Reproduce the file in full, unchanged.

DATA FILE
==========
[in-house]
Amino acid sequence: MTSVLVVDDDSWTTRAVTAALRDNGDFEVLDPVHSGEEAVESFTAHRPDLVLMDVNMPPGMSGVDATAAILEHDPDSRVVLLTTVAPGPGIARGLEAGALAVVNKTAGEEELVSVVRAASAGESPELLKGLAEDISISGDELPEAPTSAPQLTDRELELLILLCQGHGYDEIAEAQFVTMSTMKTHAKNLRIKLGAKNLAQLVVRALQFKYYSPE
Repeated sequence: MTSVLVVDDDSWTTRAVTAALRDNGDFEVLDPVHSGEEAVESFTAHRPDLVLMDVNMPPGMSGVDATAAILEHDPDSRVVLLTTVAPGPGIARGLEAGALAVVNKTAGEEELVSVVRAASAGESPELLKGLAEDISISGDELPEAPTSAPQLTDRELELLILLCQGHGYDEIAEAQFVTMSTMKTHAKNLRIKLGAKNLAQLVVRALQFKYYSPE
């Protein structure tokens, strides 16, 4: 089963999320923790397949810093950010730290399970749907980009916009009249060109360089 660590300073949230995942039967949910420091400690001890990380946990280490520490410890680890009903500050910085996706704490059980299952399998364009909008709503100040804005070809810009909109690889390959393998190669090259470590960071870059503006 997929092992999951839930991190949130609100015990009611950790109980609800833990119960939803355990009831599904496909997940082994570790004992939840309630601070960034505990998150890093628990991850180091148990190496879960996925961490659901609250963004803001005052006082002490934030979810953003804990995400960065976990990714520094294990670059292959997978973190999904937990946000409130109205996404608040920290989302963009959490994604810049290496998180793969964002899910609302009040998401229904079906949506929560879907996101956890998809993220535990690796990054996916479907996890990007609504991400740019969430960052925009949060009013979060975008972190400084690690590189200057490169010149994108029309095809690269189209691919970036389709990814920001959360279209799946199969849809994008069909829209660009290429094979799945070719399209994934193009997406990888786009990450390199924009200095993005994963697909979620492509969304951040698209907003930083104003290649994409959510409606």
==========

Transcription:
[in-house]
Amino acid sequence: MTSVLVVDDDSWTTRAVTAALRDNGDFEVLDPVHSGEEAVESFTAHRPDLVLMDVNMPPGMSGVDATAAILEHDPDSRVVLLTTVAPGPGIARGLEAGALAVVNKTAGEEELVSVVRAASAGESPELLKGLAEDISISGDELPEAPTSAPQLTDRELELLILLCQGHGYDEIAEAQFVTMSTMKTHAKNLRIKLGAKNLAQLVVRALQFKYYSPE
Repeated sequence: MTSVLVVDDDSWTTRAVTAALRDNGDFEVLDPVHSGEEAVESFTAHRPDLVLMDVNMPPGMSGVDATAAILEHDPDSRVVLLTTVAPGPGIARGLEAGALAVVNKTAGEEELVSVVRAASAGESPELLKGLAEDISISGDELPEAPTSAPQLTDRELELLILLCQGHGYDEIAEAQFVTMSTMKTHAKNLRIKLGAKNLAQLVVRALQFKYYSPE
């Protein structure tokens, strides 16, 4: 089963999320923790397949810093950010730290399970749907980009916009009249060109360089 660590300073949230995942039967949910420091400690001890990380946990280490520490410890680890009903500050910085996706704490059980299952399998364009909008709503100040804005070809810009909109690889390959393998190669090259470590960071870059503006 997929092992999951839930991190949130609100015990009611950790109980609800833990119960939803355990009831599904496909997940082994570790004992939840309630601070960034505990998150890093628990991850180091148990190496879960996925961490659901609250963004803001005052006082002490934030979810953003804990995400960065976990990714520094294990670059292959997978973190999904937990946000409130109205996404608040920290989302963009959490994604810049290496998180793969964002899910609302009040998401229904079906949506929560879907996101956890998809993220535990690796990054996916479907996890990007609504991400740019969430960052925009949060009013979060975008972190400084690690590189200057490169010149994108029309095809690269189209691919970036389709990814920001959360279209799946199969849809994008069909829209660009290429094979799945070719399209994934193009997406990888786009990450390199924009200095993005994963697909979620492509969304951040698209907003930083104003290649994409959510409606």